Tuesday, July 31, 2007

Ratatouille: c'est si bon

Pixar's latest gem, Ratatouille, does not match the brilliance of Finding Nemo, which remains the crown jewel, but it has all the ingredients of a great animated film: stunning graphics as only Pixar can create (the Eiffel Tower never looked so good), terrific voice talents (Peter O'Toole's sonorous baritone was perfect for unforgiving food critic Anton Ego), and cute furry creatures that talk (and in this case, cook). The story itself is a delicious mixed stew of classic themes: it's a buddy movie (although the buddies in this case are a kitchen garbage boy and a rat with remarkable culinary skills), with a dash of romance (it IS set in Paris, after all), plus a sprinkling of good old-fashioned family (or I should say "colony") values. And it finishes with the timeless but not trite message espoused by jolly, roly-poly chef Auguste Gusteau's motto, "Anyone can cook!" (or, as interpreted later in the movie: "Not everyone can become a great artist, but a great artist can come from anywhere.").

The only thing I thought was a little bland was the script, which didn't have as many zingers as Nemo, or even Monsters Inc.
With a whole menu of French and food jokes to choose from, the writers only threw out a few crumbs ("I hate to be rude, but we're French"), and relied more on physical/visual gags.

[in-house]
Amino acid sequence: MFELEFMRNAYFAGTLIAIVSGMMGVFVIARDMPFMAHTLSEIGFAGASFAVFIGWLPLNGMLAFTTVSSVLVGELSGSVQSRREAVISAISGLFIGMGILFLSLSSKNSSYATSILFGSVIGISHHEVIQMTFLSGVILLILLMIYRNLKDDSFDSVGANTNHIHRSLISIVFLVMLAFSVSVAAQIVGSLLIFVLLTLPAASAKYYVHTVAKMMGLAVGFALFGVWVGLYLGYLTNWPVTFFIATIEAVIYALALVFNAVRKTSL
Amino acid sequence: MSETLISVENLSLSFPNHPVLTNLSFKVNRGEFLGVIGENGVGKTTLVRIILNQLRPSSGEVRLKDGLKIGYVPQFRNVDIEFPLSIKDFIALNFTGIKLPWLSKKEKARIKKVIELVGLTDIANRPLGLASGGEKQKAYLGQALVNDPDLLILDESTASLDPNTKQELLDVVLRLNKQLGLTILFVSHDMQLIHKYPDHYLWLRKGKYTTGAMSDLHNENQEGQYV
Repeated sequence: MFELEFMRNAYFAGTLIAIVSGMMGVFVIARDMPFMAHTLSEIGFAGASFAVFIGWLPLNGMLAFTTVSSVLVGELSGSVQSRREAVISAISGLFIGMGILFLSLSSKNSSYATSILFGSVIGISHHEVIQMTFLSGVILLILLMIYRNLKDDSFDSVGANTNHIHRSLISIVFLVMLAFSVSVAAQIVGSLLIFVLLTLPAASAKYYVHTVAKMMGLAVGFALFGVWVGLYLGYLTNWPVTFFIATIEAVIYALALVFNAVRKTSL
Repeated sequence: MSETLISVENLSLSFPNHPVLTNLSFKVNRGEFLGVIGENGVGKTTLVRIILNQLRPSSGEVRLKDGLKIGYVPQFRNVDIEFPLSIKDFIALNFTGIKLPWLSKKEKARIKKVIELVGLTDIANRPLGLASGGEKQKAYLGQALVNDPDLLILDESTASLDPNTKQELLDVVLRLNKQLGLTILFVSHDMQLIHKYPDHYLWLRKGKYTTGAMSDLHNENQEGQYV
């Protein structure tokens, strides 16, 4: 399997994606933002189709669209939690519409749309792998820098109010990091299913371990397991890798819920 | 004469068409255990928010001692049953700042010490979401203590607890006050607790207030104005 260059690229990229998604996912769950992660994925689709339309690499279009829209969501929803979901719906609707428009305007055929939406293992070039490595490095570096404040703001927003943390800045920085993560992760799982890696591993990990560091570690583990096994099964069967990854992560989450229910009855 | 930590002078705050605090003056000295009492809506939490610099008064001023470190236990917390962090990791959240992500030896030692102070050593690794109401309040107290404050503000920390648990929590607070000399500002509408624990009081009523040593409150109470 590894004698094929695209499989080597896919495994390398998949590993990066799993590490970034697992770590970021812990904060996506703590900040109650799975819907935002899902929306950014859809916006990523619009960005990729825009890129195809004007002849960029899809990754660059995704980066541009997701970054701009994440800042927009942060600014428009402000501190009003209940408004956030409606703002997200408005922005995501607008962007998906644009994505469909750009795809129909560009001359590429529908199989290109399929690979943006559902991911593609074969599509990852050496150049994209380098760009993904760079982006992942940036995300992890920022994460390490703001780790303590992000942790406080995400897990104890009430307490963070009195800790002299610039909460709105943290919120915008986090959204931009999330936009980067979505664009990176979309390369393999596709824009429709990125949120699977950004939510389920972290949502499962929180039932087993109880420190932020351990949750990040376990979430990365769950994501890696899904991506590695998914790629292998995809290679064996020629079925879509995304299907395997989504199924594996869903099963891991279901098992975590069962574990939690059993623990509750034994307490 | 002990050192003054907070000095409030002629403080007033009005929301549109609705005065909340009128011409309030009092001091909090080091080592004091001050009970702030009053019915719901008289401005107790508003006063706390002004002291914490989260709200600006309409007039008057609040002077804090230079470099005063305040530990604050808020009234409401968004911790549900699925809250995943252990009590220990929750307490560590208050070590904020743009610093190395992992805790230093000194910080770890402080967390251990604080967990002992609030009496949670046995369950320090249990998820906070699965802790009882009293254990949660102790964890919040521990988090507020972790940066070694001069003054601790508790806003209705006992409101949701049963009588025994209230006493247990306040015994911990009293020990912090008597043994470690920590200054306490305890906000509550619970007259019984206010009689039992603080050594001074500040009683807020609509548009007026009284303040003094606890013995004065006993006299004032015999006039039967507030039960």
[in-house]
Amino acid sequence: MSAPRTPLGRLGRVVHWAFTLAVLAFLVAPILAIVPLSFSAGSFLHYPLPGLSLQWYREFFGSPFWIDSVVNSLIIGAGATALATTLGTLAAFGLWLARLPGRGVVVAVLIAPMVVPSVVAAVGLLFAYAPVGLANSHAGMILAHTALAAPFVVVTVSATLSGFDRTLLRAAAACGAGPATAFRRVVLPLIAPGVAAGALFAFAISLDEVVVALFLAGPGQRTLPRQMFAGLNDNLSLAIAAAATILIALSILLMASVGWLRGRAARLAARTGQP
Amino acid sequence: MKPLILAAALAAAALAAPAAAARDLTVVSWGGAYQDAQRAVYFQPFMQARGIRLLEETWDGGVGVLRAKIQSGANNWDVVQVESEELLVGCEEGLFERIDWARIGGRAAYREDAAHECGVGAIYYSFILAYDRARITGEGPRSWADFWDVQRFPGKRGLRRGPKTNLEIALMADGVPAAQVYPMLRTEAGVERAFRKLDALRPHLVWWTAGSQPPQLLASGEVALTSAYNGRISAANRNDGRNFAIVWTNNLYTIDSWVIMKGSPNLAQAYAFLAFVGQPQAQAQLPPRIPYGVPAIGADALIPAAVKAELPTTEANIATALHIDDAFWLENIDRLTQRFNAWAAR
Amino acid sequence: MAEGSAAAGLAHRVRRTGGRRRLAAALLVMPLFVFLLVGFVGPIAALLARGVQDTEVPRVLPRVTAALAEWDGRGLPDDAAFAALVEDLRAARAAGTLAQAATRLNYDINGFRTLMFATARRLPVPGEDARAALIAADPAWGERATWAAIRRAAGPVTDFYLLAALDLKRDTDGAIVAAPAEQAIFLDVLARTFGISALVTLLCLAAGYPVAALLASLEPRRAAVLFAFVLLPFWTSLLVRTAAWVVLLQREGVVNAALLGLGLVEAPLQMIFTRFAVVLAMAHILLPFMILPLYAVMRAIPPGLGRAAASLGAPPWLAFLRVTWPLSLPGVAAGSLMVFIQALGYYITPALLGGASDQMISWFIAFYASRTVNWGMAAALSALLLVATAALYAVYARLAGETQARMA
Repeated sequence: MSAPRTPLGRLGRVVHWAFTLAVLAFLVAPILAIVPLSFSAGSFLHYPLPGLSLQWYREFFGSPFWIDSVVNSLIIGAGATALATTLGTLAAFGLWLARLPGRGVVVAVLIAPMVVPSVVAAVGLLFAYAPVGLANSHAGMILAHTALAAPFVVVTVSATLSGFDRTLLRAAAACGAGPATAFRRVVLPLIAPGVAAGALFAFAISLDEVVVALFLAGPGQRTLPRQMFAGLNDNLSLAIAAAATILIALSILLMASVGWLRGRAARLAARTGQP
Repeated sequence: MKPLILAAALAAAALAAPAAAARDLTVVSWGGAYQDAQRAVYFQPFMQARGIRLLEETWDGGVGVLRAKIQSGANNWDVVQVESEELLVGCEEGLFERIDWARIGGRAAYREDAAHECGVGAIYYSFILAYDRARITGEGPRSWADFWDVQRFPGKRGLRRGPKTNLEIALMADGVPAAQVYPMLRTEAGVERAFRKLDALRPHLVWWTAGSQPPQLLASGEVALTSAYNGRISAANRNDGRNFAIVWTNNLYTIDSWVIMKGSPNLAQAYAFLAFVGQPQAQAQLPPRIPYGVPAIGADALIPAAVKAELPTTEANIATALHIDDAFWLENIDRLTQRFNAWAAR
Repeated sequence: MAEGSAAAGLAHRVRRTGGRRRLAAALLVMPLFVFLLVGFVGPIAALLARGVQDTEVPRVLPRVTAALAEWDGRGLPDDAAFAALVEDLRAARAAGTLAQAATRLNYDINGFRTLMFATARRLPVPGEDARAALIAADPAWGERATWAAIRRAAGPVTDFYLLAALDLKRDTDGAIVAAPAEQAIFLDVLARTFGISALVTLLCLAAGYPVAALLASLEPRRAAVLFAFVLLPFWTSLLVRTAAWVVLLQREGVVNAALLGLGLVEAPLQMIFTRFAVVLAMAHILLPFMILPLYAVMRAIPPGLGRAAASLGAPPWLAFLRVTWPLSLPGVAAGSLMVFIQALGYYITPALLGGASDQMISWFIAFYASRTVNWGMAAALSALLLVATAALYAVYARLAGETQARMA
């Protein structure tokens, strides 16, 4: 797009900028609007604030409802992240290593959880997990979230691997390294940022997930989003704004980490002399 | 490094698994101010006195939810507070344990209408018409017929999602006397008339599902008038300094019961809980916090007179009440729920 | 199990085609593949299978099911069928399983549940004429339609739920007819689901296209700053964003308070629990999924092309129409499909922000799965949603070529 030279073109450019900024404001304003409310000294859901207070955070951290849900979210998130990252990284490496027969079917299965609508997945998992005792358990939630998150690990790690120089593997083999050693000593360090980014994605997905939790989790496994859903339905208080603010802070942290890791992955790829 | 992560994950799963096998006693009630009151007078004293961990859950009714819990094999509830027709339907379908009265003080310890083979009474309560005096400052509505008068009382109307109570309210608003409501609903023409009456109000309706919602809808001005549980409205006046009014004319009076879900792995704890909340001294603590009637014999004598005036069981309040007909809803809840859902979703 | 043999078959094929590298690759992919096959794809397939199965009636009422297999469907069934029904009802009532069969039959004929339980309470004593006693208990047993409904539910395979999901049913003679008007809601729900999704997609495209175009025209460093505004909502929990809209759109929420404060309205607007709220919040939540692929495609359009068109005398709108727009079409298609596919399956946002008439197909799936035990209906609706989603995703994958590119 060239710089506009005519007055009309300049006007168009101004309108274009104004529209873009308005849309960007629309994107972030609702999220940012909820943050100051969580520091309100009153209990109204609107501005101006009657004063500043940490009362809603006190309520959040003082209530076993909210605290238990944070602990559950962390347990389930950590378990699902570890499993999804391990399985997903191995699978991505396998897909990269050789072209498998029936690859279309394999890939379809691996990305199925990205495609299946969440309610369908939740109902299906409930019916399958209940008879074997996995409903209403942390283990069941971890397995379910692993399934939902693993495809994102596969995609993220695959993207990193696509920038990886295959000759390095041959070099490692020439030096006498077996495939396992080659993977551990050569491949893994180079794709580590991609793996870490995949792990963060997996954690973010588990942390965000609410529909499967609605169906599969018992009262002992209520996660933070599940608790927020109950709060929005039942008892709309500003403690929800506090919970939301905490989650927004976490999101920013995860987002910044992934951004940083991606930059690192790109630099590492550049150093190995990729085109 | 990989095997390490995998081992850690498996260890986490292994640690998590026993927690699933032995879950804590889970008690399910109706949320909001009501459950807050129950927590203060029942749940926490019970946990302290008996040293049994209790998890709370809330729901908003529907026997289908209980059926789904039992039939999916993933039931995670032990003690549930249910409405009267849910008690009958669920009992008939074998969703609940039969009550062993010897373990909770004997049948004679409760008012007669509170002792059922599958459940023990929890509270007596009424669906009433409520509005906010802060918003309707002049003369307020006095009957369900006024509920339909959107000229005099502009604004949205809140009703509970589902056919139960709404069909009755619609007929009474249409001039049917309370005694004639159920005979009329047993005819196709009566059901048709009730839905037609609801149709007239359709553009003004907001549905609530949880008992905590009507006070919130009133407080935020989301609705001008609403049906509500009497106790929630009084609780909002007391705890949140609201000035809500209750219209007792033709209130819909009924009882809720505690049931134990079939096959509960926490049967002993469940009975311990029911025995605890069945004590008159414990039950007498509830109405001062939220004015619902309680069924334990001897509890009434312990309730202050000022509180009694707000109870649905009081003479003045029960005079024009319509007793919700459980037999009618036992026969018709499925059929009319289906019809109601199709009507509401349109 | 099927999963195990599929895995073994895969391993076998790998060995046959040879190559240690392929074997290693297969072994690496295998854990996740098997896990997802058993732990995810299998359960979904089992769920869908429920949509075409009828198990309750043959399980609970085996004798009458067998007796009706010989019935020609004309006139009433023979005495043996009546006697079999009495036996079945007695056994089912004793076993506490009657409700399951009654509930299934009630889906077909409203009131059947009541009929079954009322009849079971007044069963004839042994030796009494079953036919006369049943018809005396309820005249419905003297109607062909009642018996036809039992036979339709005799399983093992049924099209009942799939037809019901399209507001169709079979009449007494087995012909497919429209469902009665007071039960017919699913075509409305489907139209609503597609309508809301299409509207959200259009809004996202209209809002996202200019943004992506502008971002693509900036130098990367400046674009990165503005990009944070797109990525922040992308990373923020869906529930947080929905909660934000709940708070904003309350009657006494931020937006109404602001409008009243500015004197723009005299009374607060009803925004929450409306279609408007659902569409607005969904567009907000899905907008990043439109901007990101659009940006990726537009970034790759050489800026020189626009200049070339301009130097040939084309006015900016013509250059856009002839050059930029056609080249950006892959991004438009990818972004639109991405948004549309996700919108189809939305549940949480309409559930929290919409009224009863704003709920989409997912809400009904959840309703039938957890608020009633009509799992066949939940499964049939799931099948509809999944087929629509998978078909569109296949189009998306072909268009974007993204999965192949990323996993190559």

I never thought I'd ever find a rat adorable, but Remy (a.k.a. Little Chef) won me over, washing his tiny paws before throwing spices into the soup pot, making breakfast for himself and his pal Linguini (one tiny rat-sized omelette, and a regular human-sized one), and expertly plating the ultimate
piece de resistance-- what else, ratatouille. Of the human characters, however, my favorite was Anton Ego, a cross between Mr. Burns from the Simpsons and Lurch from the Addams Family. Without giving anything away, I can say that Ego's best moments come toward the end of the movie, and he also delivers my favorite line:
"In many ways, the work of a critic is easy. We risk very little yet enjoy a position over those who offer up their work and their selves to our judgment. We thrive on negative criticism, which is fun to write and to read. But the bitter truth we critics must face is that, in the grand scheme of things, the average piece of junk is more meaningful than our criticism designating it so."
Ratatouille makes this critic's work easy, as it is by no means "an average piece of junk". As charming as a French bistro, as satisfying as a gourmet meal, it has revived my faith in the future of animated films, and it's this close to being a 5-star experience. Whatever Pixar serves up next, I hope it's just as magnifique.


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